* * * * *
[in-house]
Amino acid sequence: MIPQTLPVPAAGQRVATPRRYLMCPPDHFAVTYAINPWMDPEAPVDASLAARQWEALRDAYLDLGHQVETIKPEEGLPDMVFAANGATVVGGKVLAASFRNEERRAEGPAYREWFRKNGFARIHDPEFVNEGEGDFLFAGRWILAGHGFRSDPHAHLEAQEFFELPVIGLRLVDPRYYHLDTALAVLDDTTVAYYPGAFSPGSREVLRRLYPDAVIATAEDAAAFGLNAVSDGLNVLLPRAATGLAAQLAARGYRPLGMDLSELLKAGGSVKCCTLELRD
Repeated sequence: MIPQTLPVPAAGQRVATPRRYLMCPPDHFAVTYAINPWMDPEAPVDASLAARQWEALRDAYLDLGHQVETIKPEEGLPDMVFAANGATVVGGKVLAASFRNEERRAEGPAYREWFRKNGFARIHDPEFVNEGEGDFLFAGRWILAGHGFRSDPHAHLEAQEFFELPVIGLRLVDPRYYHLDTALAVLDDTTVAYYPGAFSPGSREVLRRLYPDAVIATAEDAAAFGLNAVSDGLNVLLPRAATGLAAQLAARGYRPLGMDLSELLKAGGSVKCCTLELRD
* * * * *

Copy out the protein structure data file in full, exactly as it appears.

[in-house]
Amino acid sequence: MIPQTLPVPAAGQRVATPRRYLMCPPDHFAVTYAINPWMDPEAPVDASLAARQWEALRDAYLDLGHQVETIKPEEGLPDMVFAANGATVVGGKVLAASFRNEERRAEGPAYREWFRKNGFARIHDPEFVNEGEGDFLFAGRWILAGHGFRSDPHAHLEAQEFFELPVIGLRLVDPRYYHLDTALAVLDDTTVAYYPGAFSPGSREVLRRLYPDAVIATAEDAAAFGLNAVSDGLNVLLPRAATGLAAQLAARGYRPLGMDLSELLKAGGSVKCCTLELRD
Repeated sequence: MIPQTLPVPAAGQRVATPRRYLMCPPDHFAVTYAINPWMDPEAPVDASLAARQWEALRDAYLDLGHQVETIKPEEGLPDMVFAANGATVVGGKVLAASFRNEERRAEGPAYREWFRKNGFARIHDPEFVNEGEGDFLFAGRWILAGHGFRSDPHAHLEAQEFFELPVIGLRLVDPRYYHLDTALAVLDDTTVAYYPGAFSPGSREVLRRLYPDAVIATAEDAAAFGLNAVSDGLNVLLPRAATGLAAQLAARGYRPLGMDLSELLKAGGSVKCCTLELRD